Competition with Renewable Energy Alternatives

Part of the reason that the potential of nuclear power has not been realized relates to other options. Renewable sources of energy including solar, wind, and hydroelectric have received a greater share of energy investments as of late. Fueled by the Infrastructure Investment and Jobs Act as well as the Inflation Reduction Act, these energy alternatives have gained traction. In fact, solar and wind began outpacing nuclear power in 2021. Compared to the global 375 gigawatts of nuclear power that exists, solar and wind accounted for 400 gigawatts. Given the momentum behind these energy technologies, it seems unlikely a nuclear power revival will actually occur.

The key issue here is not necessarily funding but more practical ones instead. For several years, wind, solar, and hydropower research has been advancing significantly. Their ability to transmit, store, and use electricity can be achieved more efficiently than nuclear. These technologies cost less money at present, and they require much less time to develop and construct. In contrast, nuclear power plants require tremendous financial investments and take years to build. These are major hurdles when it comes to promoting the potential of nuclear power. Conservative estimates in the U.S. alone suggest that it would cost $700 billion to fuel a nuclear power revival. Other less conservative perspectives believe this figure to exceed $4 trillion. Unless these barriers can be addressed, it’s unlikely the U.S. can actually materialize any major potential of nuclear energy.

Does Nuclear Power Deserve a Chance?

nuclear power revival at a power plant
There may be a nuclear power revival on the horizon.

The proposal that emerged from the recent summit in Brussels called for a three-fold increase in nuclear energy. From a realistic point of view, this would mean building three times the number of reactors that currently exist in half the time. Existing ones took over 70 years in the making, and many need renovations in order to persist. Noting the costs and delays inherent to nuclear power plant construction, this doesn’t seem probable. For this reason alone, a nuclear power revival faces tremendous odds. Though the potential for nuclear power to be part of a global energy solution exists, better and less costly options are available. That not only includes solar, wind, hydropower, and geothermal but nuclear fusion as well.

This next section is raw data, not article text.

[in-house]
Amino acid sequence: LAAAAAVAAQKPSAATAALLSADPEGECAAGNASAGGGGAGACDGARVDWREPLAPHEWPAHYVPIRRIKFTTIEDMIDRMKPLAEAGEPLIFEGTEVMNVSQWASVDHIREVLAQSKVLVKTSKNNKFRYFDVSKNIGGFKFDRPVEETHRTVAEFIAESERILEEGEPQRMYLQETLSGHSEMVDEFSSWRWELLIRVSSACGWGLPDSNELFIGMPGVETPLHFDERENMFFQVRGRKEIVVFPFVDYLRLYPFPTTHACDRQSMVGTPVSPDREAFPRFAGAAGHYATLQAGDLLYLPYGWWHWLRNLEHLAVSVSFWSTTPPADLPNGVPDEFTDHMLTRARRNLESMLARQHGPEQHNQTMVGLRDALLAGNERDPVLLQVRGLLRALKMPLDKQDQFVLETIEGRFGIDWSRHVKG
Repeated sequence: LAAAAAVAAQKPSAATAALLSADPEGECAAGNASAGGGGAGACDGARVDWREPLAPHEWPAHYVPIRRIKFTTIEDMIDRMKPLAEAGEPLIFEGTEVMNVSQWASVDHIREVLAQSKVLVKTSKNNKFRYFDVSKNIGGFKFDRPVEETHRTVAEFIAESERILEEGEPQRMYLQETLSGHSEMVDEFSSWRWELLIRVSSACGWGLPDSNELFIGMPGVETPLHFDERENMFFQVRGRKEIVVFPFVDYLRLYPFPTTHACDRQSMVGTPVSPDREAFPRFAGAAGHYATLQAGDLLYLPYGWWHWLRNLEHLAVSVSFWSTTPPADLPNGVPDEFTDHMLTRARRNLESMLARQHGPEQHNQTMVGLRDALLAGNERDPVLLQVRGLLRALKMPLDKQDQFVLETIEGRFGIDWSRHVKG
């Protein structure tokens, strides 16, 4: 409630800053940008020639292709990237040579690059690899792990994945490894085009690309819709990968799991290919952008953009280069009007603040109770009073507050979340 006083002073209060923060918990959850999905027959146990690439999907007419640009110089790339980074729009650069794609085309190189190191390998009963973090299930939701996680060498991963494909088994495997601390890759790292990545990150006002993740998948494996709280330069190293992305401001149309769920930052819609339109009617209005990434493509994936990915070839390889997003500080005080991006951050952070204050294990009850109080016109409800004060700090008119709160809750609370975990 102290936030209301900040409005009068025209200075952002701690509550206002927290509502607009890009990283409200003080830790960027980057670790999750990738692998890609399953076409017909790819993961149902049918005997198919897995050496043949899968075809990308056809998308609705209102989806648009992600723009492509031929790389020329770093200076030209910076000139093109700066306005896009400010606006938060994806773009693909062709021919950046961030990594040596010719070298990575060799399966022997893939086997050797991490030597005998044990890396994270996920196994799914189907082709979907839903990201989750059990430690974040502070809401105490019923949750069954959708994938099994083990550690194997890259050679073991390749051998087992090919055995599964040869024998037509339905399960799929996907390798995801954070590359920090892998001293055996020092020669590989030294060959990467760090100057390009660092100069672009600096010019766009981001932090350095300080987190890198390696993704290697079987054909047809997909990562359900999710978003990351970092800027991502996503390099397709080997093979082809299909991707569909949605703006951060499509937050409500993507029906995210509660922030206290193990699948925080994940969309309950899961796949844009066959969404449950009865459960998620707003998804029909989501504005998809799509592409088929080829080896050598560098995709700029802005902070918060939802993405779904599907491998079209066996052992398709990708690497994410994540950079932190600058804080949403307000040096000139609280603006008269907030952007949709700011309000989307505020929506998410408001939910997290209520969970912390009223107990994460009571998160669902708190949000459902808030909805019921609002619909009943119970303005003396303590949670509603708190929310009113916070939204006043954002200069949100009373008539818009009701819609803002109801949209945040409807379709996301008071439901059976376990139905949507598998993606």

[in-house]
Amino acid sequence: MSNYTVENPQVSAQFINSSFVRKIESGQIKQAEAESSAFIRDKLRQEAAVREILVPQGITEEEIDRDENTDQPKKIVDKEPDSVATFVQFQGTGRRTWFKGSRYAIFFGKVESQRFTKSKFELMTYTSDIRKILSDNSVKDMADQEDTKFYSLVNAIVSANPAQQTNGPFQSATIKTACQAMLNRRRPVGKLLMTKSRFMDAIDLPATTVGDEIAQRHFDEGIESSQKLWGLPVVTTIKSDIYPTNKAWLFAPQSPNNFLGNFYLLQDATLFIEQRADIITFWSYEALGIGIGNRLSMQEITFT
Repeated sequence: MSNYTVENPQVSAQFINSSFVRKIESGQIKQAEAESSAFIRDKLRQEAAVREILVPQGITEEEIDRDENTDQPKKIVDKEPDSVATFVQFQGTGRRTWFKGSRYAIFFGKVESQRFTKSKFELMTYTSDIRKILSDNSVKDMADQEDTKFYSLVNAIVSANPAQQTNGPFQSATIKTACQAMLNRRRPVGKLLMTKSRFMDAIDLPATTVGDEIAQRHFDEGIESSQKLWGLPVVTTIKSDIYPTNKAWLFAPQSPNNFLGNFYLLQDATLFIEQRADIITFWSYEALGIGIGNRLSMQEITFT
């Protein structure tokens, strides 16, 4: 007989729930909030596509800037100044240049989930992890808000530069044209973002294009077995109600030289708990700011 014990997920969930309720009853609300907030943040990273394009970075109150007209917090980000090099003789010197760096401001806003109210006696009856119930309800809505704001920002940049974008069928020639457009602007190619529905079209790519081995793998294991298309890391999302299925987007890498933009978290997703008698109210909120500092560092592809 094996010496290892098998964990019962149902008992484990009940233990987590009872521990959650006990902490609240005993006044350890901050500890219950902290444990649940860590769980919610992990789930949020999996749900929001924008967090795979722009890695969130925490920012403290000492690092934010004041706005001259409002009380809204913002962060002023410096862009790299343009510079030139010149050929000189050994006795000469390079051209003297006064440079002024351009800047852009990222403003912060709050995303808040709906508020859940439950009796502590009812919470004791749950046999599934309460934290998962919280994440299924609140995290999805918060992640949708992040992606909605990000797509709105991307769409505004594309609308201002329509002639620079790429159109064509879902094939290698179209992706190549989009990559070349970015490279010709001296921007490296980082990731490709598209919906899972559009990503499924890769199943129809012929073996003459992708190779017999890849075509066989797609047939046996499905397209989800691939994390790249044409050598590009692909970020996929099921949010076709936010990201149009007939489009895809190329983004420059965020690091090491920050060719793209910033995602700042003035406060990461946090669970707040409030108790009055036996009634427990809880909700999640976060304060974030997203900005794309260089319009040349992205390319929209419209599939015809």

It should be recognized that motivations for a nuclear power revival extend beyond those focused on energy. Specifically, some in the International Atomic Energy Agency believe investments in nuclear power have peacetime advantages. By continuing to invest in the potential of nuclear power, the capacity to safeguard against nuclear weapon proliferation may exist. This may or may not be true, but it’s one non-energy perspective that’s also driving a nuclear power revival. Unfortunately, even if valid, the effort, time and costs required in constructing needed nuclear power plants seems excessive. It’s not simply a safety issue anymore but one that involves practicalities. Better energy options now exist that didn’t decades before. As such, it seems that the potential of nuclear power may never be fully realized.